I Go Nuts at Christmas (or Not!)
More and more folks seem to think that with more money and less time, they need to go ‘all out’ at Christmas, and if a kid says ‘I want’, they get. Advertisers work hard to convince the kids they need said toy and that the parents are lousy if they don’t buy everything their little darling wants.
Studies have been done over many years showing that Americans spend up to 70% of their disposable income for the year in the 30-day time slot between Thanksgiving and Christmas.
Disposable income is that money you have left after paying the monthly bills: Rent, utilities, food, gas, etc. If you figure you have $100 disposable income left each month, you are spending over $800 on Christmas and that is if you go ‘cash’. A whole lot of folks use those handy dandy credit cards, and overspend! I learned many years ago that I couldn’t afford the expensive stuff and had to make things myself. I’ve learned to sew, bake a fairly decent loaf of bread, cake or pie and make do with whatever is on hand.
If you really look at the stuff in the fancy catalogs, sometimes it’s a tiny little jar of jam in a box full of ‘Easter grass’. I’m not going to spend my hard earned money that way so I’ve learned to use yard sale baskets, pretty tins, canning jars and other containers to fill with my own cookies, jams, and other homemade treats. And, they look just as good as the fancy stuff and cost a lot less!
I can buy a bar of white bark candy and a bag of mini pretzels and make my own version of candy-dipped pretzels for under $5, including the container! I’ll take a canning jar of homemade salsa and a bag of chips and box it up in some shredded comic strip pages. Looks good and costs little.
I’ve been known to mix up some dried beans of various kinds and attach a recipe for ‘blizzard soup’. Again, packed in shredded comic strip pages (the colored ones) it looks like the ‘spendy’ ones for very little cash outlay. You know your own family and what they really need, versus what they want. You can plan accordingly, and within your budget.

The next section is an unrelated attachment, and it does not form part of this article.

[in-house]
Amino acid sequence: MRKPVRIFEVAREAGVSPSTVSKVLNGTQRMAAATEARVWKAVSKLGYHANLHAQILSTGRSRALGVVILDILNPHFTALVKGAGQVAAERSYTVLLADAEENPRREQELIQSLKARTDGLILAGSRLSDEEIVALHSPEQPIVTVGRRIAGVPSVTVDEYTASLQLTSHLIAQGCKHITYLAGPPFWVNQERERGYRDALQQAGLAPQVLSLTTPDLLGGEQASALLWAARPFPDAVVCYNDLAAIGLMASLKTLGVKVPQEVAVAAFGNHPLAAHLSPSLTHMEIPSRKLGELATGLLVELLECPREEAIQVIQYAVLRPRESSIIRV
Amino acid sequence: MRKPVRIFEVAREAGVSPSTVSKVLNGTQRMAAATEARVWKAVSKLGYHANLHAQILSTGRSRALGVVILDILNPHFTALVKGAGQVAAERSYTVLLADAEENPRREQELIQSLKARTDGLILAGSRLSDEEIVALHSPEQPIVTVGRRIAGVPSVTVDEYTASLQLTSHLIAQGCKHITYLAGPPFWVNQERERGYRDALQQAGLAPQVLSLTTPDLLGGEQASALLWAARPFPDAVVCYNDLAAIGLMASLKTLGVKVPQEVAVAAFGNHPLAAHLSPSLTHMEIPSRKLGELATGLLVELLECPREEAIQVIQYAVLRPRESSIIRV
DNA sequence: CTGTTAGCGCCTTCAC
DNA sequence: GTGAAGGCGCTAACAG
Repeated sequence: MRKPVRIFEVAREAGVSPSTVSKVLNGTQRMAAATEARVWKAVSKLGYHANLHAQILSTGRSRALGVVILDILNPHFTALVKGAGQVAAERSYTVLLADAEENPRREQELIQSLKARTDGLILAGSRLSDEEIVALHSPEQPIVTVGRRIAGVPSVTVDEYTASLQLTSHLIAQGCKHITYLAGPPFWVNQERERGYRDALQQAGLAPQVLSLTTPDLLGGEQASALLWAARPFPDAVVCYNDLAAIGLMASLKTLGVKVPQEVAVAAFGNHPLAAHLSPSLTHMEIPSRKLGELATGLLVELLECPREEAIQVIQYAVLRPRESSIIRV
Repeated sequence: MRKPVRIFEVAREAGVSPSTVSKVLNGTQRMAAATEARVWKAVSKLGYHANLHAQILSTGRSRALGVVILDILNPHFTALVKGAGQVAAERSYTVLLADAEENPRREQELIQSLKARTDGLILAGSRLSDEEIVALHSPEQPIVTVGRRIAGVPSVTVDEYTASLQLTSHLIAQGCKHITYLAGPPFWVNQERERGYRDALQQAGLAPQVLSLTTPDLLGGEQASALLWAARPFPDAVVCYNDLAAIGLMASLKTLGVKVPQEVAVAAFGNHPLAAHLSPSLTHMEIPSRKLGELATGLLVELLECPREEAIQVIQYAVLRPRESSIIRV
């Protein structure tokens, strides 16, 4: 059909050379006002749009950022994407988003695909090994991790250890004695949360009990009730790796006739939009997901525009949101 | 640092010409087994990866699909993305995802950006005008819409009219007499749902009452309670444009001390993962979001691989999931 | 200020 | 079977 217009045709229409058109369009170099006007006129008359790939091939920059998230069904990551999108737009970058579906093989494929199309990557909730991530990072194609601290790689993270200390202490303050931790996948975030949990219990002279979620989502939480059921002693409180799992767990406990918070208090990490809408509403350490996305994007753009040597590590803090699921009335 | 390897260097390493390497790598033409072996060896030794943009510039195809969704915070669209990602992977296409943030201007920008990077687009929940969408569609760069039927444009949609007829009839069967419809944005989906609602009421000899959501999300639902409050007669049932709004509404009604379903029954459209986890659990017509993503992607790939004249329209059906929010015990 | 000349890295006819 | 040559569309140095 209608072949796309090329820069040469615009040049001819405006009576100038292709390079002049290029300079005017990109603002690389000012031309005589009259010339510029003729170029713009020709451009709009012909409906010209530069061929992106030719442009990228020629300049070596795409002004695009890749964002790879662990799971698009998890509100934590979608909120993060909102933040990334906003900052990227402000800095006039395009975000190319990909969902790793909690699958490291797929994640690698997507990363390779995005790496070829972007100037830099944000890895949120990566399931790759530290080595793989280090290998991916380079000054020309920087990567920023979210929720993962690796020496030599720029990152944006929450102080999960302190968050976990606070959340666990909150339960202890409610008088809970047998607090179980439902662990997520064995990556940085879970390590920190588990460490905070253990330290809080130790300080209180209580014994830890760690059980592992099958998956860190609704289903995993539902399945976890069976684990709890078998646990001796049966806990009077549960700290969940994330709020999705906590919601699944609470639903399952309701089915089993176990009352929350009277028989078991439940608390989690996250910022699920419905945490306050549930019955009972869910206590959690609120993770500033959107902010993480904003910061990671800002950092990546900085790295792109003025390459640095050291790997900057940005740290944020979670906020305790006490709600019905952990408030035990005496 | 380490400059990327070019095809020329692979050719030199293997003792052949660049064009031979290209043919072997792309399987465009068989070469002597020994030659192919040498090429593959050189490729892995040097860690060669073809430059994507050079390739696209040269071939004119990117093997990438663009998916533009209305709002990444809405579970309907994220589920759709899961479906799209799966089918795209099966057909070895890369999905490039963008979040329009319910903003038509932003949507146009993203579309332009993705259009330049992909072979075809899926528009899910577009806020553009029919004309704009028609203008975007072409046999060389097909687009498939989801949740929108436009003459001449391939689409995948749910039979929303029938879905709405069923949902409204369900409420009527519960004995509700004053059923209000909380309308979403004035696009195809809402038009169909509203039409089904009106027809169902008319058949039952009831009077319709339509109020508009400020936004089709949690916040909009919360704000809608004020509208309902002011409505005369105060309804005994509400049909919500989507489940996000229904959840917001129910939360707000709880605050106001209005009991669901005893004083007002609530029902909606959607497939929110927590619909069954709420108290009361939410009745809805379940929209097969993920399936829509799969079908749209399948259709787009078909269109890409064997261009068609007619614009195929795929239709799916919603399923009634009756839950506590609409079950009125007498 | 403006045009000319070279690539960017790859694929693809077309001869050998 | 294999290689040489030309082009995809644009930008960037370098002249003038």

Look to nature for part of your decorating this year. The possibilities are endless and don’t cost much; just a little time for gathering the material. Pine boughs with cones still attached, cedar or juniper branches with their dark blue and silver berries peeking out from the needles, bittersweet vines with their bright orange berries popped open to look like flowers after frost time can be found and gathered early in the month of December, or even earlier, depending on where you live.
Swags and wreaths can be made from wraps of old wire and hung on a door, gate or even a fencepost near the gate. After the season, put the inside decorations outside for the winter birds to enjoy. The overwintering robins love the cedar and juniper berries and pinecones can be dotted with some peanut butter and some sunflower seeds rolled through it makes a ‘birdie feast’.
Nature’s Gift Ideas
If some of your friends or relatives have fireplaces or wood stoves, so they need ‘fire starters’. These can be made from pinecones. Just melt some old candles or even crayons and dip part of the cone in the melted wax and let dry. A big recycled basket of waxed cones decorated with a bow is inexpensive, but much appreciated. (I’ve seen these in specialty stores starting at $35 and up!).